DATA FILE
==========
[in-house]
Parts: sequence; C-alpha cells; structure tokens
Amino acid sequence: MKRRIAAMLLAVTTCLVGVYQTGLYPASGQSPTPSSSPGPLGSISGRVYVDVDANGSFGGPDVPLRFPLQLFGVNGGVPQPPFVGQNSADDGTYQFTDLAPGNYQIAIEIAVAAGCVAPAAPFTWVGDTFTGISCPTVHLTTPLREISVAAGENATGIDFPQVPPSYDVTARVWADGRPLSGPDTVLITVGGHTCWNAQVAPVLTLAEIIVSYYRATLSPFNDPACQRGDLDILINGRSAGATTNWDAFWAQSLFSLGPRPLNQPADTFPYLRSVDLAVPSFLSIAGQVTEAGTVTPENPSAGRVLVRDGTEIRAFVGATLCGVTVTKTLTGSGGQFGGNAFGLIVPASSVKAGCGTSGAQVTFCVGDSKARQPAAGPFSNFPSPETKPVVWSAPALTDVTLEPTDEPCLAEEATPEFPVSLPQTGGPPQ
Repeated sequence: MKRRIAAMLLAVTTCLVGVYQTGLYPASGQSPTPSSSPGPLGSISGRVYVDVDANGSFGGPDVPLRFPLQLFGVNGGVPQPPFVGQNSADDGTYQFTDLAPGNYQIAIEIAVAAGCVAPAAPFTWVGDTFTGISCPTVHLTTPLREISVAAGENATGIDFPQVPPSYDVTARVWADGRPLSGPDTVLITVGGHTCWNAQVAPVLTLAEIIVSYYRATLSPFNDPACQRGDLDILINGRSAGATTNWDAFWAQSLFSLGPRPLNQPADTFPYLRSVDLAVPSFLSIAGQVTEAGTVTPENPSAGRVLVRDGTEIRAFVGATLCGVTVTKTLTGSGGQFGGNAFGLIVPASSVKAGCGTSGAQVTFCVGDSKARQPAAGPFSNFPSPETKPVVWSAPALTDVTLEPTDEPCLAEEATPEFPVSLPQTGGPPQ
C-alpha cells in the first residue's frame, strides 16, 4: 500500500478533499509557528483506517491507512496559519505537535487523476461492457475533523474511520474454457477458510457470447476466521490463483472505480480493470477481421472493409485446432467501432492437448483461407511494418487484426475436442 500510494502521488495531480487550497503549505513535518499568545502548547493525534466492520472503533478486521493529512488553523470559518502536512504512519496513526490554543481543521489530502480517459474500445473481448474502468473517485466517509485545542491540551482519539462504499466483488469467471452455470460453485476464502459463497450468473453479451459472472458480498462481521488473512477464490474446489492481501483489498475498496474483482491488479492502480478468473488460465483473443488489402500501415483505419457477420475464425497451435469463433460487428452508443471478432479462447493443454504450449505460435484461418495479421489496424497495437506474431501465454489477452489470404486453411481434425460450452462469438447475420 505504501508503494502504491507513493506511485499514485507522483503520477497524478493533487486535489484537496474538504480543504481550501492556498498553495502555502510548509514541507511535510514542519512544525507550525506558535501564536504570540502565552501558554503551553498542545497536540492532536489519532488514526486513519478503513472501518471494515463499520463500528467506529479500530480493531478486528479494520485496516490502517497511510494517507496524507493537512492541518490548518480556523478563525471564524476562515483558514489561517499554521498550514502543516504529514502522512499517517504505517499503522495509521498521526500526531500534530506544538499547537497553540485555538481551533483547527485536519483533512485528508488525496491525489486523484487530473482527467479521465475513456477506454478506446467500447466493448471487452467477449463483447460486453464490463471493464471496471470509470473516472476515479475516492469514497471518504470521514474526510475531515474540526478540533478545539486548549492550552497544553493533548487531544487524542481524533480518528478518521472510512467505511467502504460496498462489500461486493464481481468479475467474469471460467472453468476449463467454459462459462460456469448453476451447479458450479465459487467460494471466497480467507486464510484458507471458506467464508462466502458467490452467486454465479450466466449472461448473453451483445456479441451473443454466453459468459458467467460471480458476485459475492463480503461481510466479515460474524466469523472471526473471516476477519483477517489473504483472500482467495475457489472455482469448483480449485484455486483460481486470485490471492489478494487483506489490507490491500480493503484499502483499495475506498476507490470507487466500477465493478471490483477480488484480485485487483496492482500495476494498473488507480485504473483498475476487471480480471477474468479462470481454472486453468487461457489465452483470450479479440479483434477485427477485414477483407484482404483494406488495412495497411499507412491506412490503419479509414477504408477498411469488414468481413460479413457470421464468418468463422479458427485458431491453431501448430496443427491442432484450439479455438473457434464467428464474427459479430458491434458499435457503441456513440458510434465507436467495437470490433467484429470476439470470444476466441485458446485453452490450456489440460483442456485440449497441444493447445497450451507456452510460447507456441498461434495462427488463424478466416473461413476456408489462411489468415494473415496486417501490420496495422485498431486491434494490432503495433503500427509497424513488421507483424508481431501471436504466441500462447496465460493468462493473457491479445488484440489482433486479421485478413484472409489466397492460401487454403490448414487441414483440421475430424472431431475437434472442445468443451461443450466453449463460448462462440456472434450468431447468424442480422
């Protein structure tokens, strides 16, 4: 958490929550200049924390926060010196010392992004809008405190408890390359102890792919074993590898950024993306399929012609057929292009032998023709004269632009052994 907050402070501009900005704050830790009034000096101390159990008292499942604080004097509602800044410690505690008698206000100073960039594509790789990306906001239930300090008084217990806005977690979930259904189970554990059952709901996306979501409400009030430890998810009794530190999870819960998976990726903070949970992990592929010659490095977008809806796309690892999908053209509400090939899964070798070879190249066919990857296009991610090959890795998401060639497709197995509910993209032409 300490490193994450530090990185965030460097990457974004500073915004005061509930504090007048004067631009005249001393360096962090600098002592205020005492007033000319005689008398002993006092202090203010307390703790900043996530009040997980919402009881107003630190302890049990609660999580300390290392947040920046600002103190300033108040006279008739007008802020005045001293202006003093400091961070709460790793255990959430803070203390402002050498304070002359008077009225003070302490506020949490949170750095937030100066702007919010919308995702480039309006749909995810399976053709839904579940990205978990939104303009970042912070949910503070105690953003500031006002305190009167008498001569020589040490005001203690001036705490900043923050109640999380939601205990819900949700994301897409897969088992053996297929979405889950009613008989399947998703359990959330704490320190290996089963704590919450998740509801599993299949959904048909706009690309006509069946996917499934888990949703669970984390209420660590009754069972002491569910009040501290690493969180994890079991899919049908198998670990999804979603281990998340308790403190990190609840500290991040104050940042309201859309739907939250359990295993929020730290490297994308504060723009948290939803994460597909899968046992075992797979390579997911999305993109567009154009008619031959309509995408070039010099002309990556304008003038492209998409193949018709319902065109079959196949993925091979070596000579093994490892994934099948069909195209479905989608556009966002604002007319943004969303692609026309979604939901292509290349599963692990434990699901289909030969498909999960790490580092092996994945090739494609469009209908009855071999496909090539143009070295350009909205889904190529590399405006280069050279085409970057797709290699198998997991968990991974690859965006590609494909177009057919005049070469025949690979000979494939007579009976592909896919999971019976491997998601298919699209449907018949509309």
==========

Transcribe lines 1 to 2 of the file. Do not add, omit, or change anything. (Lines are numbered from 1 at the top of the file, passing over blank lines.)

[in-house]
Parts: sequence; C-alpha cells; structure tokens